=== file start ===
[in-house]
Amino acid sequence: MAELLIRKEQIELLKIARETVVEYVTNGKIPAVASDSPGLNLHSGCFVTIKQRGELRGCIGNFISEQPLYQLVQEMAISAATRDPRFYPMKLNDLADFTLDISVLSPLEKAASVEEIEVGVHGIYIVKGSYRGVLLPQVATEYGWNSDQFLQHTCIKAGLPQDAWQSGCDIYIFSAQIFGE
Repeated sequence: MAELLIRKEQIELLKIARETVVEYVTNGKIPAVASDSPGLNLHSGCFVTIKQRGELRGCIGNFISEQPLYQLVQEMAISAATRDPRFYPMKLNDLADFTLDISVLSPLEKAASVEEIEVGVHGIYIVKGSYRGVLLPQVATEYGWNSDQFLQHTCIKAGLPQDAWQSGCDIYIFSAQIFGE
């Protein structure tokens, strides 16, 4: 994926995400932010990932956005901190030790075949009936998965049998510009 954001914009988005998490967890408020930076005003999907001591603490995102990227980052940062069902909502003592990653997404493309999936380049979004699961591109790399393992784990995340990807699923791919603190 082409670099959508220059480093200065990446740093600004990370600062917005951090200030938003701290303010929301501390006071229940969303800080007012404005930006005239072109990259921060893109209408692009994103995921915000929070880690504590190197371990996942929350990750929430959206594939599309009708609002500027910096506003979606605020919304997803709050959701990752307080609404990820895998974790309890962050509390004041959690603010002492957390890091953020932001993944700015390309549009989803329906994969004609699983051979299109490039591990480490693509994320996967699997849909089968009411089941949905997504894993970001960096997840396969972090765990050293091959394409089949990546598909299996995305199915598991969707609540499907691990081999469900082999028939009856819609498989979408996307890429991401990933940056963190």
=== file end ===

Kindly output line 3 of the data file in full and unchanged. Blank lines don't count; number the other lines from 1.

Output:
Repeated sequence: MAELLIRKEQIELLKIARETVVEYVTNGKIPAVASDSPGLNLHSGCFVTIKQRGELRGCIGNFISEQPLYQLVQEMAISAATRDPRFYPMKLNDLADFTLDISVLSPLEKAASVEEIEVGVHGIYIVKGSYRGVLLPQVATEYGWNSDQFLQHTCIKAGLPQDAWQSGCDIYIFSAQIFGE